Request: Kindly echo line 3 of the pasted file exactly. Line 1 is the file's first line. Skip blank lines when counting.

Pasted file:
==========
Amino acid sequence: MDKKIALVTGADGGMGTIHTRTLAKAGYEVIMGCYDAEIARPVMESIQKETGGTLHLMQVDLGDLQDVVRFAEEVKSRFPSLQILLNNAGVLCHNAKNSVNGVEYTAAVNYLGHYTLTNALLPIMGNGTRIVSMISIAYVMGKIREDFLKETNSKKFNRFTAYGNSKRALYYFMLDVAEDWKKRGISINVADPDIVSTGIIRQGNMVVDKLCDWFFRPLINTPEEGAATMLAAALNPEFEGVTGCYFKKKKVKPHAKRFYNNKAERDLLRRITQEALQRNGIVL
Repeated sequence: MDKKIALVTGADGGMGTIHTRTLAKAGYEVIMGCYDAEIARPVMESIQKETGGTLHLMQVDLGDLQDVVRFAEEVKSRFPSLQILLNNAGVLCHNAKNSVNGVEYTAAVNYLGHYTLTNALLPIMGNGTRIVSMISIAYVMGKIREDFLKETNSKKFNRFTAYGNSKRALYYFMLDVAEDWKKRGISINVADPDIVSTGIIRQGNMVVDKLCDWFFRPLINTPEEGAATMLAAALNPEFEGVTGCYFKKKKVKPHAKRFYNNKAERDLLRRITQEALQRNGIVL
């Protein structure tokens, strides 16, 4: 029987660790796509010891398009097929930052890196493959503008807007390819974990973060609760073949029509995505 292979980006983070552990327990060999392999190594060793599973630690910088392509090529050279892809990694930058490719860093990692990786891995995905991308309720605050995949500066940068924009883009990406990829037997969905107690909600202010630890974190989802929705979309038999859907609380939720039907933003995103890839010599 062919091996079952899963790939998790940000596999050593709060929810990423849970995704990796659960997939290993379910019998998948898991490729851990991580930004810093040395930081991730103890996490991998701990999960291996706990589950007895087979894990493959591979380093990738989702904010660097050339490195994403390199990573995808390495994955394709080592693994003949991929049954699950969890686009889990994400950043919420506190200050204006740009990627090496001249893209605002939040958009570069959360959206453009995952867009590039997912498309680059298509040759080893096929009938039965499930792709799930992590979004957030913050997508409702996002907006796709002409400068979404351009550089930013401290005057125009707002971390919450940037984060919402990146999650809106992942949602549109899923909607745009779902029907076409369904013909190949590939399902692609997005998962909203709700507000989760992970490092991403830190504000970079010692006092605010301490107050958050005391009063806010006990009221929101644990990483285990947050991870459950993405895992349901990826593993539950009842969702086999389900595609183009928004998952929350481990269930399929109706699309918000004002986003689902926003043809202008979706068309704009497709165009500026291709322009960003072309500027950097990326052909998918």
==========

């Protein structure tokens, strides 16, 4: 029987660790796509010891398009097929930052890196493959503008807007390819974990973060609760073949029509995505 292979980006983070552990327990060999392999190594060793599973630690910088392509090529050279892809990694930058490719860093990692990786891995995905991308309720605050995949500066940068924009883009990406990829037997969905107690909600202010630890974190989802929705979309038999859907609380939720039907933003995103890839010599 062919091996079952899963790939998790940000596999050593709060929810990423849970995704990796659960997939290993379910019998998948898991490729851990991580930004810093040395930081991730103890996490991998701990999960291996706990589950007895087979894990493959591979380093990738989702904010660097050339490195994403390199990573995808390495994955394709080592693994003949991929049954699950969890686009889990994400950043919420506190200050204006740009990627090496001249893209605002939040958009570069959360959206453009995952867009590039997912498309680059298509040759080893096929009938039965499930792709799930992590979004957030913050997508409702996002907006796709002409400068979404351009550089930013401290005057125009707002971390919450940037984060919402990146999650809106992942949602549109899923909607745009779902029907076409369904013909190949590939399902692609997005998962909203709700507000989760992970490092991403830190504000970079010692006092605010301490107050958050005391009063806010006990009221929101644990990483285990947050991870459950993405895992349901990826593993539950009842969702086999389900595609183009928004998952929350481990269930399929109706699309918000004002986003689902926003043809202008979706068309704009497709165009500026291709322009960003072309500027950097990326052909998918």